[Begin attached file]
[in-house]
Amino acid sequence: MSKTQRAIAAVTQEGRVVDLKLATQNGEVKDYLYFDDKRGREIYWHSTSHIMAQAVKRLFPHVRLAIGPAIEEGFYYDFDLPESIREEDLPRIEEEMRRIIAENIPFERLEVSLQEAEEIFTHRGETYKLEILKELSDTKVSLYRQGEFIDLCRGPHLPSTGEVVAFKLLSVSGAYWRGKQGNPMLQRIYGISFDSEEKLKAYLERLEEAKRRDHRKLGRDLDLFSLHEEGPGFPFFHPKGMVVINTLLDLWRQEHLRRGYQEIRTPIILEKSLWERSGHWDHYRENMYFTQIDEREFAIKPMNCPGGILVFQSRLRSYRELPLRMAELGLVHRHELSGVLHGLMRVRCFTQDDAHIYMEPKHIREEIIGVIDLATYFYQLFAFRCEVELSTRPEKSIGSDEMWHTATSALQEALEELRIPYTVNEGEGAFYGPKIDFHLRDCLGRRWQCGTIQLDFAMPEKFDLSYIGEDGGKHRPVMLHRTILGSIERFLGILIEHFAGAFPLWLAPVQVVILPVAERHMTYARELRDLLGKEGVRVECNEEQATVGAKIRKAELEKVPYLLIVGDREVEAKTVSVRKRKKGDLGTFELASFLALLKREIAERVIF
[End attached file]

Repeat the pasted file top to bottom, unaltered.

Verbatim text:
[in-house]
Amino acid sequence: MSKTQRAIAAVTQEGRVVDLKLATQNGEVKDYLYFDDKRGREIYWHSTSHIMAQAVKRLFPHVRLAIGPAIEEGFYYDFDLPESIREEDLPRIEEEMRRIIAENIPFERLEVSLQEAEEIFTHRGETYKLEILKELSDTKVSLYRQGEFIDLCRGPHLPSTGEVVAFKLLSVSGAYWRGKQGNPMLQRIYGISFDSEEKLKAYLERLEEAKRRDHRKLGRDLDLFSLHEEGPGFPFFHPKGMVVINTLLDLWRQEHLRRGYQEIRTPIILEKSLWERSGHWDHYRENMYFTQIDEREFAIKPMNCPGGILVFQSRLRSYRELPLRMAELGLVHRHELSGVLHGLMRVRCFTQDDAHIYMEPKHIREEIIGVIDLATYFYQLFAFRCEVELSTRPEKSIGSDEMWHTATSALQEALEELRIPYTVNEGEGAFYGPKIDFHLRDCLGRRWQCGTIQLDFAMPEKFDLSYIGEDGGKHRPVMLHRTILGSIERFLGILIEHFAGAFPLWLAPVQVVILPVAERHMTYARELRDLLGKEGVRVECNEEQATVGAKIRKAELEKVPYLLIVGDREVEAKTVSVRKRKKGDLGTFELASFLALLKREIAERVIF